However, the re-design of electricity markets, should not be seen isolated from the re-design of the other energy markets. This presentation, illustrate and quantify how future renewable heating, green gas and liquid fuel markets will influence the electricity markets and vice versa. The concept of smart energy markets expresses the idea that the inclusion of such mutual influence becomes essential in the design of future energy markets designs, if one wants to facilitate the transformation into smart energy systems based on renewable energy.

Prof. Damià Barceló, ICRA Director, Editor in Chief of different Elsevier Journals

Biography: Born in Menàrguens (Lleida) in 1954, he obtained a B.Sc. in Chemistry from the University of Barcelona (UB) in 1977 and a Ph.D. in Analytic Chemistry from the same university in 1984. He is currently working as a research professor and deputy director of the Institute of Environmental Diagnosis and Water Studies (IDAEA) in Barcelona which is run by the Spanish National Research Council (CSIC). He was appointed Director of the Catalan institute for water research (ICRA) in Girona in 2008. During 2010 and 2011, he was the visiting professor at the King Saud University, Riyadh, Saudi Arabia.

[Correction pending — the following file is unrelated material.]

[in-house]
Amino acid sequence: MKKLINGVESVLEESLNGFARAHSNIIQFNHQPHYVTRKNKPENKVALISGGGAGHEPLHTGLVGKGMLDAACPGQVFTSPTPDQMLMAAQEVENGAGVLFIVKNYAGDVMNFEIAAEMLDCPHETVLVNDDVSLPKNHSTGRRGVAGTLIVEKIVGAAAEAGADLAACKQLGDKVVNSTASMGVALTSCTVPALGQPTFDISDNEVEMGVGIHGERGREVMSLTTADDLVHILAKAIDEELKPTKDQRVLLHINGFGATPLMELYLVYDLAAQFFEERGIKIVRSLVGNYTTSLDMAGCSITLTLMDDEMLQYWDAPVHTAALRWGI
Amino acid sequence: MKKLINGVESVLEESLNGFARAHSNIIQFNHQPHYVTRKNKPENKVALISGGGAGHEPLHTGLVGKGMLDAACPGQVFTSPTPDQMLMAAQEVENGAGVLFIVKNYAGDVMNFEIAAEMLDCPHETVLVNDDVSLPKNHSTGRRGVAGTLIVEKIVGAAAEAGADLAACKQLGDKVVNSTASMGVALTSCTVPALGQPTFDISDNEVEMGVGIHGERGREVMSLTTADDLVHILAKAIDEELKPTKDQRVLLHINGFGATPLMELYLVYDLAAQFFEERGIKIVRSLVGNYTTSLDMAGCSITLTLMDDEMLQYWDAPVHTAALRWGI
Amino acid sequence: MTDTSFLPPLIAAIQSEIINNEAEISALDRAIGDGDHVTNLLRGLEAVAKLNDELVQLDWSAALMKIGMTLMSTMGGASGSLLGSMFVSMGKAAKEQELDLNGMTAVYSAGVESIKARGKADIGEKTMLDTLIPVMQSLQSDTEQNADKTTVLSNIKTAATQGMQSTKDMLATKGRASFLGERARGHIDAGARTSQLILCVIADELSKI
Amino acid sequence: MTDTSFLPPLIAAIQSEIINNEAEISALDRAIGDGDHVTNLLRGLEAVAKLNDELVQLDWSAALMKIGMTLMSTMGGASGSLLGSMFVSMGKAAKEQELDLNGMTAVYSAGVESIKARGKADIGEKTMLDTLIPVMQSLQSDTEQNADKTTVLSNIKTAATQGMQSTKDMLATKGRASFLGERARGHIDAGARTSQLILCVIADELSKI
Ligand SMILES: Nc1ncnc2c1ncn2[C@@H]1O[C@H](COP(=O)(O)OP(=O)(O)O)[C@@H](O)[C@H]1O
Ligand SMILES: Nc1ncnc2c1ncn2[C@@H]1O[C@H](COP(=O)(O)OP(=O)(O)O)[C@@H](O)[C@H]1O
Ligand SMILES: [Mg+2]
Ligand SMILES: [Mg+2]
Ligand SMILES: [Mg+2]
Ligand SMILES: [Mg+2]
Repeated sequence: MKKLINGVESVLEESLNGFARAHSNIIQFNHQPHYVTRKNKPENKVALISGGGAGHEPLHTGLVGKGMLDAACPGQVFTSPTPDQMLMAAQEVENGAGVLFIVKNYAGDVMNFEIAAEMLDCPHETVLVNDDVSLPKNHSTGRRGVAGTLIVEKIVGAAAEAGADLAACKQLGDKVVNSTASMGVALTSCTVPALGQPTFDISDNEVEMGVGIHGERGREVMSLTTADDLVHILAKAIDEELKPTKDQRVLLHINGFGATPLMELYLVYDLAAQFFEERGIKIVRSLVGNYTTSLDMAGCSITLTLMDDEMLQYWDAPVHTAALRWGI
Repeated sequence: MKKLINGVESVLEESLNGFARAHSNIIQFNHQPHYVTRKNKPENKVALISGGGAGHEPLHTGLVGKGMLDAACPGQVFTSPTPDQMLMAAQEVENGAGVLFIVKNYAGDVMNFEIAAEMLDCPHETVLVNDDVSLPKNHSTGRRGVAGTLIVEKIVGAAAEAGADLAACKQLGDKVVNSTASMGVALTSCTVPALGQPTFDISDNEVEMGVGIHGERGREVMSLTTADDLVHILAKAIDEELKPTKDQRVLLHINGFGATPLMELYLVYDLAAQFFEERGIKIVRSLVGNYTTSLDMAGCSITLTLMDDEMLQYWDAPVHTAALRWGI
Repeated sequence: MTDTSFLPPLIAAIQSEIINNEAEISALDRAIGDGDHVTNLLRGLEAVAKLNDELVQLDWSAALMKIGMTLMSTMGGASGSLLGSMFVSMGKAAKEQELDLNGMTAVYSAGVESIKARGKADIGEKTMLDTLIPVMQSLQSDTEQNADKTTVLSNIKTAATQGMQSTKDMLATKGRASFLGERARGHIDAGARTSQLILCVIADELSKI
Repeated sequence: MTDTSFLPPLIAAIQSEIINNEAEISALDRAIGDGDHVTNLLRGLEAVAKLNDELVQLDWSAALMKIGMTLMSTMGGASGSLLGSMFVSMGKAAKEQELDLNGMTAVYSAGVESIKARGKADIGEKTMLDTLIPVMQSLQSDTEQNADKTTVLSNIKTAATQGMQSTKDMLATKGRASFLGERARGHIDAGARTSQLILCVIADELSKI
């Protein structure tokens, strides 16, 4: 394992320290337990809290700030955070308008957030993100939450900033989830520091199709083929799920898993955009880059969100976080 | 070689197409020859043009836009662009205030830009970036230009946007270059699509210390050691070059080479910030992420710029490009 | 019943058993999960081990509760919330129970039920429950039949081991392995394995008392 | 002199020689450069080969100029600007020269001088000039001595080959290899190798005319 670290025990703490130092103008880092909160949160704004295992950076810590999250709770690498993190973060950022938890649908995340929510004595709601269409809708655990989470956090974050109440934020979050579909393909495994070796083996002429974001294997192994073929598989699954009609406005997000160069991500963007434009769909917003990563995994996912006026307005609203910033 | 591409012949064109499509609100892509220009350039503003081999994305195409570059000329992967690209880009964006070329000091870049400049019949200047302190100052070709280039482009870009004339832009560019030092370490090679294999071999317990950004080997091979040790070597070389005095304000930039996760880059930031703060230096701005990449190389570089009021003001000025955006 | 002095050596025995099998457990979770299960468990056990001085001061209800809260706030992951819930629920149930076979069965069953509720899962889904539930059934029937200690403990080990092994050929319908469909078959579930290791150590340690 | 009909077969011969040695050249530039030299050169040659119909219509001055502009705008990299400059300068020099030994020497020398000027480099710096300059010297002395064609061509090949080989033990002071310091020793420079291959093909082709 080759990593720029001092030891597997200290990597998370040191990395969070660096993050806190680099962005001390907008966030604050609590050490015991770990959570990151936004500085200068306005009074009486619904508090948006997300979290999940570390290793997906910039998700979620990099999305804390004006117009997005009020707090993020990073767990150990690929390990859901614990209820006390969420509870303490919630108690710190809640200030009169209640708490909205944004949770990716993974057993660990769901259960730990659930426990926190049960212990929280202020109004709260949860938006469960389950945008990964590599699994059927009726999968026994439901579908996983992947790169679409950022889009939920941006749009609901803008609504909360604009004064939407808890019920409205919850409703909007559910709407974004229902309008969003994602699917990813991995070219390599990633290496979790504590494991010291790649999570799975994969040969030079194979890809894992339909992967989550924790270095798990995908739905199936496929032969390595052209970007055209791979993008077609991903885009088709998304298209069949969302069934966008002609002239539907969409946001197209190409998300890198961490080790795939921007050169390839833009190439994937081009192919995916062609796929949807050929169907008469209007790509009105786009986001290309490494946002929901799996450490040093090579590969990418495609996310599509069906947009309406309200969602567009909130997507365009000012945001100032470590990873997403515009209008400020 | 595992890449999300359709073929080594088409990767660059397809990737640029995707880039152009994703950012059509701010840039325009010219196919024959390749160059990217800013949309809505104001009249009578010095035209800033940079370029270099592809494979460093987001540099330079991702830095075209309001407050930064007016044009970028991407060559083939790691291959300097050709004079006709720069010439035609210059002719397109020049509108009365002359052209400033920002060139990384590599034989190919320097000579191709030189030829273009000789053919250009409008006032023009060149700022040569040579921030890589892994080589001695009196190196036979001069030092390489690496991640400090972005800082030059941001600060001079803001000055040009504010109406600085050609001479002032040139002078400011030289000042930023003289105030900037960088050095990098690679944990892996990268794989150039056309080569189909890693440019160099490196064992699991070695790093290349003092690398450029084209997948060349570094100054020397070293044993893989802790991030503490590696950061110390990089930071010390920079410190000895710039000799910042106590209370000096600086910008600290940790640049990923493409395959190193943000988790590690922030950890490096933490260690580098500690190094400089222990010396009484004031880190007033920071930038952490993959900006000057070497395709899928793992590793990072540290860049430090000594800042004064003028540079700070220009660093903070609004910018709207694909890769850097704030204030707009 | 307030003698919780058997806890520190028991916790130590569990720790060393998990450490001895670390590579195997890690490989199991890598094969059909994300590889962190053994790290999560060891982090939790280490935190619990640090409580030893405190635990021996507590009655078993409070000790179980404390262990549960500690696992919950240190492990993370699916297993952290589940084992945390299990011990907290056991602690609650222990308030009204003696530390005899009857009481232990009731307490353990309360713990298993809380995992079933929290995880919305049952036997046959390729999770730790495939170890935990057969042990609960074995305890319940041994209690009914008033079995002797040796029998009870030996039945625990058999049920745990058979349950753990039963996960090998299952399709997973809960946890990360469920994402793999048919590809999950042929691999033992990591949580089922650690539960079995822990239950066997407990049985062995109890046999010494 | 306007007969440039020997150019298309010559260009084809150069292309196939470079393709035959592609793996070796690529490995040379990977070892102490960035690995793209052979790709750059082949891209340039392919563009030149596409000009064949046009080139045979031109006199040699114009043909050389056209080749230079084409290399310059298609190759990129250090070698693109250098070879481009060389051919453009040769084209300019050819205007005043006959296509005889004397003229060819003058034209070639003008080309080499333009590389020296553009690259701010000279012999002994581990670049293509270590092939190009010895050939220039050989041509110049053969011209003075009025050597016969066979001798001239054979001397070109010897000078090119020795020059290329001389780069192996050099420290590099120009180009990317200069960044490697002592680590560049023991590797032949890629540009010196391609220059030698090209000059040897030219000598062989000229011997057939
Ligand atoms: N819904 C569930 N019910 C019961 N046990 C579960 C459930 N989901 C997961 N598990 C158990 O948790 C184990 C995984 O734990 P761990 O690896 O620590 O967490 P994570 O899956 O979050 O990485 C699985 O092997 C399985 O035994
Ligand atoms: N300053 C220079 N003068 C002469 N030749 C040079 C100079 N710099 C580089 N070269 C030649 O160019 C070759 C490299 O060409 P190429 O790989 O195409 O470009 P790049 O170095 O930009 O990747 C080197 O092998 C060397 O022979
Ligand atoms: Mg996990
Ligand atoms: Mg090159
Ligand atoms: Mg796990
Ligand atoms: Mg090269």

His research career has been focused on the area of water quality, particularly in the development of methods for controlling organic pollution by the so-called "emerging pollutants" (polar pesticides, surfactants –detergents–, endocrine disruptors and pharmaceutical products) in waste and natural water. 

Since 2010 he is listed among the most internationally cited scientists (ISI Highly Cited), by the number and the exceptional quality of his publications. According to Scopus he has the Hirsch-Index of 107 and total number of citations over 50 thousand. According to Google Scholar, his H-index is 135 and the total number of citations is  > 80 thousand.

Since 1990s he has been editor of various journals (TRAC, Talanta, ABC, Environment International) and book series (Comprehensive Analytical Chemistry and The Handbook of Environmental Chemistry). Since 2012 he is the Co-Editor-in-chief of the Science of the Total Environment.